– – – Exploring The Countryside and Lanes of Dorset – – –
OK, so I lied yesterday 🙂 ! I’ve decided that I will continue this series a little longer, and today we visit a real icon of Dorset and something that is almost unique. This is an amazing feature that stretches for 18 miles along the coast and one that is mysterious and that has some quirky features. This is the Chesil Beach.
Chesil Beach, also known as Chesil Bank, stretches 18 miles from Chiswell at its south eastern end to West Bay at its north western end……..although some would say that it doesn’t actually end there, since the beach continues beyond that point. It takes its name from the old English word for shingle because this is a shingle beach, and a shingle beach of the finest order. It is between 150 and 200 meters wide and between 12-14 meters high, with that height increasing towards the south east, and it is said to comprise some 180 billion pebbles.
It is described as a Tombolo, that is a narrow strip of land that is formed by the tide to join an island, in this case the Isle of Portland, to the mainland. Some would disagree with that description, stating that this is more of a giant sandbank or Barrier Beach because it runs predominantly parallel to the coast rather than perpendicular to it. Either way, this is the largest such feature in the UK, and one of the largest in the world.
Chesil is thought to have its foundations way back at the end of the last ice age when the previously dry English Channel was flooded by melting ice. The gradually rising water level washed sediment towards the land forming a sandbank which increased in height as it moved landwards, eventually rising above sea level, trapping seawater behind it. This trapped water became known as The Fleet, a now brackish lagoon. The ‘sandbank’ was then further increased in size by stones and rock being washed over from the crumbling cliffs along the west shore of Lyme Bay, with these being driven over the top of the sand and silt to create a pebbled shoreline.
One of the interesting features of Chesil Beach is that the size of the pebbles varies along its length, being fist sized at Chiswell but reducing gradually to pea size at West Bay. There are various theories put forward to explain this phenomenon, one being that the predominant tides coming from the southwest hit Portland and then effectively bounce back westward again along the shoreline gradually reducing the size of the pebbles by attrition. Another suggests that in fact the southwesterly winds and tides wash the pebbles eastwards along the shore and that the larger pebbles simply move quicker and override the smaller ones that then get left behind.
Whichever of these theories is correct, it is said that fishermen or smugglers landing on Chesil Beach at night could tell exactly where they were simply by the size of the pebbles.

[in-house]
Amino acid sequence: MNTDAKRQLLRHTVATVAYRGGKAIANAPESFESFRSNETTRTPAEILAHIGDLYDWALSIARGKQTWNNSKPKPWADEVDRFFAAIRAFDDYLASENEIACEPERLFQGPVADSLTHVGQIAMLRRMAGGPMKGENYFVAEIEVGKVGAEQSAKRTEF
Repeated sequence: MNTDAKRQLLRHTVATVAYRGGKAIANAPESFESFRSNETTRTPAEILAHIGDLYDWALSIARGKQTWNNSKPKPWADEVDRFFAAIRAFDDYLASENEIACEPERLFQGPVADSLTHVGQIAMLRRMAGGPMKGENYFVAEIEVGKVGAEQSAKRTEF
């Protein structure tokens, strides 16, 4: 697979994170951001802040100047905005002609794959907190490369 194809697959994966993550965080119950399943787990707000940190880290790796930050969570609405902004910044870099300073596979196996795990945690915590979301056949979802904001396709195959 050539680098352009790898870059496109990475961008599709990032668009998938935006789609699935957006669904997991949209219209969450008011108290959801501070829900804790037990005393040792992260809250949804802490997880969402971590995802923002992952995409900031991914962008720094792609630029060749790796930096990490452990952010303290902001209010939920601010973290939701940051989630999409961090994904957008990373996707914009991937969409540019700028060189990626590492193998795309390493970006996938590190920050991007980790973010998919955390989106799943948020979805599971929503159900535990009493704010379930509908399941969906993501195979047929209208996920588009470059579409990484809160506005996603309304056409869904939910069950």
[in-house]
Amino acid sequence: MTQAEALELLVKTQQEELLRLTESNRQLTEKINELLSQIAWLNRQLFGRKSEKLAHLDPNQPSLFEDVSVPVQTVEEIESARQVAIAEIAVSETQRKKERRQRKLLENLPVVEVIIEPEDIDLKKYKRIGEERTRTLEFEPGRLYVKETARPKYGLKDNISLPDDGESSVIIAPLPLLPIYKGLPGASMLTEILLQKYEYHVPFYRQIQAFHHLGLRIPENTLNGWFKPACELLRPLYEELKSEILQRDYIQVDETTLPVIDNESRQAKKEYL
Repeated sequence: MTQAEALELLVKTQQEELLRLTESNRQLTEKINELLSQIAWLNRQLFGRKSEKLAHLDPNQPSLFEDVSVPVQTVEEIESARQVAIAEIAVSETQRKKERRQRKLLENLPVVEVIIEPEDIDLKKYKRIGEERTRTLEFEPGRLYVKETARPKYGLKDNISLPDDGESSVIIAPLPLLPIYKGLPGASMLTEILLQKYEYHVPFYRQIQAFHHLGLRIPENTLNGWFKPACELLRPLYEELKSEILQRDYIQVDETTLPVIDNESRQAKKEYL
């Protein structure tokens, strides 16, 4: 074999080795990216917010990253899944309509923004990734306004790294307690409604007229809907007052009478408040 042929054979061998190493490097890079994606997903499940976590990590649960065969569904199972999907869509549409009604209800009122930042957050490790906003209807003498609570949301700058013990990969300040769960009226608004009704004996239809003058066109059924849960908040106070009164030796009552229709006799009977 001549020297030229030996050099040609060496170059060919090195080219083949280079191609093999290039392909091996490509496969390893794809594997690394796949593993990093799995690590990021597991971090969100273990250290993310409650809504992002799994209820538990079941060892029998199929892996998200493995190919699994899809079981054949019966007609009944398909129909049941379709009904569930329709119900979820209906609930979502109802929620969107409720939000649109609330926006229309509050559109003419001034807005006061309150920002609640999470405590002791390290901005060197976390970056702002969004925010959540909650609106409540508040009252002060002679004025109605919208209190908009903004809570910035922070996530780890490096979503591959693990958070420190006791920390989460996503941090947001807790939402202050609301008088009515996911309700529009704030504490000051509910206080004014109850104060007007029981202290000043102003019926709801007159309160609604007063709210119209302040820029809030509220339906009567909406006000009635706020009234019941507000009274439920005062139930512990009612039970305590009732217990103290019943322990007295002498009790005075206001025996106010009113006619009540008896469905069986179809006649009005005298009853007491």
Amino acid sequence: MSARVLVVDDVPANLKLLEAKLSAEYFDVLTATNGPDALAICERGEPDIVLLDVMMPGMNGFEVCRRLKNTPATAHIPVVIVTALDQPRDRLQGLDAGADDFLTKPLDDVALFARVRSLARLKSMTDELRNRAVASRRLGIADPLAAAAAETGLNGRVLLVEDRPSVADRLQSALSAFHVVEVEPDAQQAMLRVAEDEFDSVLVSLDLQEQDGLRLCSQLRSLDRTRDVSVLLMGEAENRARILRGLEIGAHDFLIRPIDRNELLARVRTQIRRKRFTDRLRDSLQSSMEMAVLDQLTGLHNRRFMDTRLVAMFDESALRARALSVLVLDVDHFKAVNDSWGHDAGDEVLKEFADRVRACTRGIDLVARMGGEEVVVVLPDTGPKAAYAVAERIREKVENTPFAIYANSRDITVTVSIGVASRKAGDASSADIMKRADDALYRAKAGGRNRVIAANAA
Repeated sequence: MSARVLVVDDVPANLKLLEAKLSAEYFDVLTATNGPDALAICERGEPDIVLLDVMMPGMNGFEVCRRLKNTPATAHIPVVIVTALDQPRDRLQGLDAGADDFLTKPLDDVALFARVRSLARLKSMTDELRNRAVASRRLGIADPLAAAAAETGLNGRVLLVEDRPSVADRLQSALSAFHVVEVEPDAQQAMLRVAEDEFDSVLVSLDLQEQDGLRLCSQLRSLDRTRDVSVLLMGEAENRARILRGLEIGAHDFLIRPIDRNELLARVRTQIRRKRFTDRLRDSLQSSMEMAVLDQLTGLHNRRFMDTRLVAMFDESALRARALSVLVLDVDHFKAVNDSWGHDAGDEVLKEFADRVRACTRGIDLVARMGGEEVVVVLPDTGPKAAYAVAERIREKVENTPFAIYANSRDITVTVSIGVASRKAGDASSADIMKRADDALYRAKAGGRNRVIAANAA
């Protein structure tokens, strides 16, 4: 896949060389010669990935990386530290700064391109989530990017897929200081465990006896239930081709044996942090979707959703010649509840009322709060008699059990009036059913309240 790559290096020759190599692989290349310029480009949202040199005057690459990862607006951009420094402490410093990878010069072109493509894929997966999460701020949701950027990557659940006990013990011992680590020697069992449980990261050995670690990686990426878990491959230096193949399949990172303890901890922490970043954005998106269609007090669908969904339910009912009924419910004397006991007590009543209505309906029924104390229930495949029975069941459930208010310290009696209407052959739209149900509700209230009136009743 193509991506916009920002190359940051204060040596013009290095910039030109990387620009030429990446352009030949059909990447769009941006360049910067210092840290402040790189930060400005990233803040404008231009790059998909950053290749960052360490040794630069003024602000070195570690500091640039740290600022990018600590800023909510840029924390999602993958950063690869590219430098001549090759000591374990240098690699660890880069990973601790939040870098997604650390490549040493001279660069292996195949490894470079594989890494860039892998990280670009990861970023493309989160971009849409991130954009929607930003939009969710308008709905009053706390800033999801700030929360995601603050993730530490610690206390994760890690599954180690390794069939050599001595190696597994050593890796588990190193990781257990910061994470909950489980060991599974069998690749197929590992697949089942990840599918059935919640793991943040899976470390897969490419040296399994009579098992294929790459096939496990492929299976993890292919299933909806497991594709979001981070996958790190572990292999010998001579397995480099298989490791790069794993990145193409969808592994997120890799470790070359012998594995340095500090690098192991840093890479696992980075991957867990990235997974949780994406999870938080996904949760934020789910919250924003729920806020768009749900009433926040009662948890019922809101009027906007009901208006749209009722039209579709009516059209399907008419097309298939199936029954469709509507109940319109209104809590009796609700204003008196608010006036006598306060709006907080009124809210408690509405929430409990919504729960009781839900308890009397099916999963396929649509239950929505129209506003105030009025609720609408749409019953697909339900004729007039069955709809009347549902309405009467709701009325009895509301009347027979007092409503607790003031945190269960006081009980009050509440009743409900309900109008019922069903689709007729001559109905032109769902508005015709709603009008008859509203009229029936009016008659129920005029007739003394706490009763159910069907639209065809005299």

The bank is not smooth as it appears from a distance but is in fact ‘shelved’ by the action of the sea and weather as you can see in the picture above. The shingle is multi-coloured because of the different types of stone. For centuries, although the shingle beach itself was being eroded, it was being replenished by more debris washing across from the west. However, erosion all along this coast has caused some headlands to become more prominent, effectively blocking this resupply chain. In addition, human interaction has also had an effect since gravel extraction used to take place here.
Interestingly, whist lateral movement has virtually ceased, the shingle bank is still very gradually moving inland and a rate of 15 cm per annum has been suggested at the Portland end. It is probable that some distant day it will either be breached, or it will join the mainland. In fact there have already been occasions when the sea has breached Chesil, notably in 1824 when much of Fleet village was destroyed.
Chesil Beach is a truly amazing place and usually there are many fishermen, especially in the more western parts where it can be reached without too much walking. Swimming, however, is a dangerous occupation all along its length because of the steeply sloping shingle and very strong undertow. The shingle actually continues to drop steeply to some 18 meters below sea level at 300 meters out to sea!
In any event, because this is a conservation area, access is extremely restricted in parts, with no access being permitted at all along great lengths during the nesting season, or along the landward shoreline at any time at any time of year.
The Chesil Beach is a wild and special place that has inspired novels! It is certainly a place that inspires me and one of my ambitions is to walk along its length simply because it is there, and because not many people will have done it. Well, trudging along 18 miles of shingle is not easy, especially when there is an easier path along the mainland shore. Whether I will achieve it or not, time alone will tell 🙂 !
Thanks for stopping by.
Until next time,
Your friend The Dorset Rambler
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